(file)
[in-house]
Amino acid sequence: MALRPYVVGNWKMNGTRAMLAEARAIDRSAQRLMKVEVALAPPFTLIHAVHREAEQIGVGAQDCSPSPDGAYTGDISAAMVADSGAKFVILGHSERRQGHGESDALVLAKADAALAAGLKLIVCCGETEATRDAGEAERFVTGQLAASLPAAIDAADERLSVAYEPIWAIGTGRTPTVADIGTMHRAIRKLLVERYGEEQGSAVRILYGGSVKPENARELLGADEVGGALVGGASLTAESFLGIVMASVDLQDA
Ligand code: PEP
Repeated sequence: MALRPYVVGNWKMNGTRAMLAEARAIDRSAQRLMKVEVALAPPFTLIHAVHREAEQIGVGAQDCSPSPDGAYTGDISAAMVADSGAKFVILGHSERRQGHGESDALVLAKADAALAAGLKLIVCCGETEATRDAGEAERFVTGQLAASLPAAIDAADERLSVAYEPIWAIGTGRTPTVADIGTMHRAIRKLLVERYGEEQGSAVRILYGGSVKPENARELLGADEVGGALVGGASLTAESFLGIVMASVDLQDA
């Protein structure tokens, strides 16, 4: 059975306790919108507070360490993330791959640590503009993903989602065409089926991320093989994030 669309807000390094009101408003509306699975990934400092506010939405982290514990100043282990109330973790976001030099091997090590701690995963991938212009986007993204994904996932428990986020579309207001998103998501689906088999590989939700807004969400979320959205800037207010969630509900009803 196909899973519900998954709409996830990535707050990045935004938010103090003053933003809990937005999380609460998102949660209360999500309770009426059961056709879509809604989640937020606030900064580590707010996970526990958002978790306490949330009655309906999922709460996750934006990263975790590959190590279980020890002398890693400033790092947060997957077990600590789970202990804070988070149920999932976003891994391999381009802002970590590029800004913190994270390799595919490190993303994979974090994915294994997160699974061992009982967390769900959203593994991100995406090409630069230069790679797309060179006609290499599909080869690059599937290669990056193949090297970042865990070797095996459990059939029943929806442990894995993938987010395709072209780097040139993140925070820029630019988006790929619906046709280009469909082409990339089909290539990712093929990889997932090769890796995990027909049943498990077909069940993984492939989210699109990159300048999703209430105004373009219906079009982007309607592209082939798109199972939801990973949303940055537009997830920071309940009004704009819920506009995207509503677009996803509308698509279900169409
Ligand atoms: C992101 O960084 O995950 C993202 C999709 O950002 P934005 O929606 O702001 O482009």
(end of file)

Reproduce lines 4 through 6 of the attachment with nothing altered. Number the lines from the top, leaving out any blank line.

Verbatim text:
Repeated sequence: MALRPYVVGNWKMNGTRAMLAEARAIDRSAQRLMKVEVALAPPFTLIHAVHREAEQIGVGAQDCSPSPDGAYTGDISAAMVADSGAKFVILGHSERRQGHGESDALVLAKADAALAAGLKLIVCCGETEATRDAGEAERFVTGQLAASLPAAIDAADERLSVAYEPIWAIGTGRTPTVADIGTMHRAIRKLLVERYGEEQGSAVRILYGGSVKPENARELLGADEVGGALVGGASLTAESFLGIVMASVDLQDA
């Protein structure tokens, strides 16, 4: 059975306790919108507070360490993330791959640590503009993903989602065409089926991320093989994030 669309807000390094009101408003509306699975990934400092506010939405982290514990100043282990109330973790976001030099091997090590701690995963991938212009986007993204994904996932428990986020579309207001998103998501689906088999590989939700807004969400979320959205800037207010969630509900009803 196909899973519900998954709409996830990535707050990045935004938010103090003053933003809990937005999380609460998102949660209360999500309770009426059961056709879509809604989640937020606030900064580590707010996970526990958002978790306490949330009655309906999922709460996750934006990263975790590959190590279980020890002398890693400033790092947060997957077990600590789970202990804070988070149920999932976003891994391999381009802002970590590029800004913190994270390799595919490190993303994979974090994915294994997160699974061992009982967390769900959203593994991100995406090409630069230069790679797309060179006609290499599909080869690059599937290669990056193949090297970042865990070797095996459990059939029943929806442990894995993938987010395709072209780097040139993140925070820029630019988006790929619906046709280009469909082409990339089909290539990712093929990889997932090769890796995990027909049943498990077909069940993984492939989210699109990159300048999703209430105004373009219906079009982007309607592209082939798109199972939801990973949303940055537009997830920071309940009004704009819920506009995207509503677009996803509308698509279900169409
Ligand atoms: C992101 O960084 O995950 C993202 C999709 O950002 P934005 O929606 O702001 O482009």